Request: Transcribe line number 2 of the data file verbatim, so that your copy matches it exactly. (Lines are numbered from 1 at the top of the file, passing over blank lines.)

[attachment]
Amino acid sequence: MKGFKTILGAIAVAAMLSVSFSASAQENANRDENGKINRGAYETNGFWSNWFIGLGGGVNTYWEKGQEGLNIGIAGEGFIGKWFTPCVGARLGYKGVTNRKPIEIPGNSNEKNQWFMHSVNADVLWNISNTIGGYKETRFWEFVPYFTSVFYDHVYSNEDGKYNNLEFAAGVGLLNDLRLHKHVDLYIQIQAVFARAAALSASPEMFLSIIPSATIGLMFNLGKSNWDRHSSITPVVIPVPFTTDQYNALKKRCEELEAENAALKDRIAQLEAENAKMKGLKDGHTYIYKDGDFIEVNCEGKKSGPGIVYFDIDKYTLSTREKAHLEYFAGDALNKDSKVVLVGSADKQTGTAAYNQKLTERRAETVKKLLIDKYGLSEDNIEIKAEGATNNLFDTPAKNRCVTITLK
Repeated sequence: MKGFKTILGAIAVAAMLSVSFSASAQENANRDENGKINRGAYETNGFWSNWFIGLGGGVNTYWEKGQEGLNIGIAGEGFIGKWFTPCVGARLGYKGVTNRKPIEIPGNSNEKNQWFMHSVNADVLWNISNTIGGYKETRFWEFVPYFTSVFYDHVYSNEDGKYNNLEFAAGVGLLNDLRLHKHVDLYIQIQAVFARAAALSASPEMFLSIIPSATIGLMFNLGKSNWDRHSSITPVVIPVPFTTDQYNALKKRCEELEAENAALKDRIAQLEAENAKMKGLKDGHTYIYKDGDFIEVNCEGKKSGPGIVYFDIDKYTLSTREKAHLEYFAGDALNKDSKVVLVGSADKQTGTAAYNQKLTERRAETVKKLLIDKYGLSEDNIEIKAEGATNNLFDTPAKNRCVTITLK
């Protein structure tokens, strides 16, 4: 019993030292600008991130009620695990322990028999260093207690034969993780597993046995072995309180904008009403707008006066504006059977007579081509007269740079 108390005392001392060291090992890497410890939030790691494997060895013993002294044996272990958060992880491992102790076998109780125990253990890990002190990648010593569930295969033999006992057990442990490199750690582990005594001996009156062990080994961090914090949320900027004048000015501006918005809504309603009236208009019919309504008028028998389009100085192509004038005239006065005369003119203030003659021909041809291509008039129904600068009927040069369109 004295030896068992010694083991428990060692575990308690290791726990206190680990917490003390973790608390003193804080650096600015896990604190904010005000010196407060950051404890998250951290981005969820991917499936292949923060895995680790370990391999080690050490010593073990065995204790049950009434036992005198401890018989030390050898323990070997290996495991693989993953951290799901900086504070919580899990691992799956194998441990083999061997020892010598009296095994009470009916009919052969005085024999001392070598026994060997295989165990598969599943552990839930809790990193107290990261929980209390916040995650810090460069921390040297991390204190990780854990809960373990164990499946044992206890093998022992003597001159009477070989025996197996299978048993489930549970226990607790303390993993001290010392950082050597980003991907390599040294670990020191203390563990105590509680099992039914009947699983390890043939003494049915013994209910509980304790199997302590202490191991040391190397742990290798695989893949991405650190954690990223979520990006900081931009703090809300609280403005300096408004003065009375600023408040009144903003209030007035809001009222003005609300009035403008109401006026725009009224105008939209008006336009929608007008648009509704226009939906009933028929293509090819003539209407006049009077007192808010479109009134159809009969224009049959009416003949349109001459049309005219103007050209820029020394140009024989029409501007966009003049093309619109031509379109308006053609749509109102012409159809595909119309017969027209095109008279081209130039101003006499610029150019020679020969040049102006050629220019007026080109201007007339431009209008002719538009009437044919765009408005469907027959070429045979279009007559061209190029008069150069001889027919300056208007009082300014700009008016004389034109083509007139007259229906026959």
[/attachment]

Repeated sequence: MKGFKTILGAIAVAAMLSVSFSASAQENANRDENGKINRGAYETNGFWSNWFIGLGGGVNTYWEKGQEGLNIGIAGEGFIGKWFTPCVGARLGYKGVTNRKPIEIPGNSNEKNQWFMHSVNADVLWNISNTIGGYKETRFWEFVPYFTSVFYDHVYSNEDGKYNNLEFAAGVGLLNDLRLHKHVDLYIQIQAVFARAAALSASPEMFLSIIPSATIGLMFNLGKSNWDRHSSITPVVIPVPFTTDQYNALKKRCEELEAENAALKDRIAQLEAENAKMKGLKDGHTYIYKDGDFIEVNCEGKKSGPGIVYFDIDKYTLSTREKAHLEYFAGDALNKDSKVVLVGSADKQTGTAAYNQKLTERRAETVKKLLIDKYGLSEDNIEIKAEGATNNLFDTPAKNRCVTITLK